Elephant in the Room

Also:
elephant in the corner
white elephant in the room
pink elephant in the room

Meaning of Idiom ‘Elephant in the Room’

The elephant in the room is a topic that is sensitive, awkward, or embarrassing and that no one wants to talk about but which is difficult to ignore; a topic that everyone is aware of but everyone avoids discussing. 1Bengelsdorf, Peter. Idioms in the News – 1,000 Phrases, Real Examples. N.p.: Amz Digital Services, 2012.,2Ammer, Christine. American Heritage Dictionary of Idioms. Boston: Houghton Mifflin Harcourt, 2013.,3Ayto, John. Oxford Dictionary of English Idioms. Oxford: Oxford U, 2010.


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Usage

This idiom is often confused with the idiom white elephant to become ‘the white elephant in the room.’ Sometimes a pink elephant is mentioned, perhaps to lend more strength to the idiom. However, pink elephants are sometimes the subject of their own idiom, describing the hallucinations or imaginings of those intoxicated by heavy drinking. The 800-pound gorilla is often substituted for elephant, although the gorilla idiom actually has a different meaning when used properly. See the video above for full explanation.

Examples Of Use

“Everyone gathered around the coffee maker this morning and talked about what they watched on TV this weekend, ignoring the elephant in the room, the impending sale of the company.”

“We keep talking about manmade climate change and how to reduce emissions but the elephant in the room is overpopulation. How do solve that?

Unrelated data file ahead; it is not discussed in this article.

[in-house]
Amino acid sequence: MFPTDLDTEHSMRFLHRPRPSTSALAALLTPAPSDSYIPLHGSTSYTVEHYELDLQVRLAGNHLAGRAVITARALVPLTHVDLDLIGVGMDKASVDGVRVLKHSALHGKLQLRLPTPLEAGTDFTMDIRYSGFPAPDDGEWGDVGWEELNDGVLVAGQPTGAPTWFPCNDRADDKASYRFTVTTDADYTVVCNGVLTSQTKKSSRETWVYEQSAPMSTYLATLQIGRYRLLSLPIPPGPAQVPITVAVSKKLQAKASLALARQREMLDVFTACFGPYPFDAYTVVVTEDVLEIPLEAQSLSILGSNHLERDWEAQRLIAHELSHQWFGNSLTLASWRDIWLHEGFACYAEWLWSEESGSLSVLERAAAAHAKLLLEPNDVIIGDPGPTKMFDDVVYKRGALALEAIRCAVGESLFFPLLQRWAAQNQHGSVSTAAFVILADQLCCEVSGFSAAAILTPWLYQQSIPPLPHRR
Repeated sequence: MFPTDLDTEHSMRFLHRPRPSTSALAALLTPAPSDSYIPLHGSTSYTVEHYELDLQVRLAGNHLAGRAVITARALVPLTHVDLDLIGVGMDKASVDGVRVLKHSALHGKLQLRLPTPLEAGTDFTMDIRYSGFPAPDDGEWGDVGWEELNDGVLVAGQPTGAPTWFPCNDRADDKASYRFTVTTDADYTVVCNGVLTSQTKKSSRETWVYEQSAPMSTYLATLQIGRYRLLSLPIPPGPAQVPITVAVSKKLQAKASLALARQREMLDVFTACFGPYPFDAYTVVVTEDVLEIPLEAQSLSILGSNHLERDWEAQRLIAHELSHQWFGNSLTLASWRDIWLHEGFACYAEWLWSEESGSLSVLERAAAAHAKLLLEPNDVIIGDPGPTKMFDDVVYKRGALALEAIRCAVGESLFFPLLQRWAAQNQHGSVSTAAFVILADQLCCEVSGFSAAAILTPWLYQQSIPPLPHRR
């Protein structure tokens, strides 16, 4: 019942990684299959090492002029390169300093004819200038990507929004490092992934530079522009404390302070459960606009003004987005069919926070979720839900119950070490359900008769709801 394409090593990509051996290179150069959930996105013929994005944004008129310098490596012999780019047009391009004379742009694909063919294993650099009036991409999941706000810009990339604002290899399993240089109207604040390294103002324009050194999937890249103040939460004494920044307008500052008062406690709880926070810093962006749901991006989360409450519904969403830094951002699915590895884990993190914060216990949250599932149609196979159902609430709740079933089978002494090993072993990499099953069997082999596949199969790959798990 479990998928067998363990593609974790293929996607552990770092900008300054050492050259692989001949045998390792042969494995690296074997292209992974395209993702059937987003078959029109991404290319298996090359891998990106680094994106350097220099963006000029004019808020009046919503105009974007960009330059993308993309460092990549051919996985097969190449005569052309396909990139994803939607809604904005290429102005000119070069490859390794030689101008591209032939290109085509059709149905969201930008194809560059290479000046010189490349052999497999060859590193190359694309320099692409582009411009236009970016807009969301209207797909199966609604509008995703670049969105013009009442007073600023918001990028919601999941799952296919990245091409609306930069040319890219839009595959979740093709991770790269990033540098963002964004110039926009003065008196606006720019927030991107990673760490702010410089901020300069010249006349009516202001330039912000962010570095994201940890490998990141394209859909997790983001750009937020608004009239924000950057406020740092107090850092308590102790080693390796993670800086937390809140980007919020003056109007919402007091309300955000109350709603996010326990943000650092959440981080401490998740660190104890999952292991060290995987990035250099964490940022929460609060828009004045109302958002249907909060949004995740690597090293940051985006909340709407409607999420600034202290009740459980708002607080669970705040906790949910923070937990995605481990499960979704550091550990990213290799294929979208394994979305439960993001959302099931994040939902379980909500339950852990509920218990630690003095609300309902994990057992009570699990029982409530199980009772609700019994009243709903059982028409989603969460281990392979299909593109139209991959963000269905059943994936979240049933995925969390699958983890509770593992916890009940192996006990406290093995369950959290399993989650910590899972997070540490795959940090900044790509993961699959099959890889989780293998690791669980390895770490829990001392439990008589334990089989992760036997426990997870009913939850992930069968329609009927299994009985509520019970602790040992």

“While Walmart and Target vie to be top players in the eCommerce market, the elephant in the room has always been Amazon.

“Builders in Florida are aware of one very dangerous elephant in the room. Florida’s karst landscape and the constant possibilities of sinkholes. Even a careful evaluation of a property is no guarantee.”

Origin

The origin of this idiom is unknown. It has been used since at least 1935 and has become increasingly popular, especially in news articles. 4Ammer, Christine. American Heritage Dictionary of Idioms. Boston: Houghton Mifflin Harcourt, 2013.

More Idioms Starting with E

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More Elephant Idioms

More Room Idioms

 

Sources   [ + ]

1. Bengelsdorf, Peter. Idioms in the News – 1,000 Phrases, Real Examples. N.p.: Amz Digital Services, 2012.
2, 4. Ammer, Christine. American Heritage Dictionary of Idioms. Boston: Houghton Mifflin Harcourt, 2013.
3. Ayto, John. Oxford Dictionary of English Idioms. Oxford: Oxford U, 2010.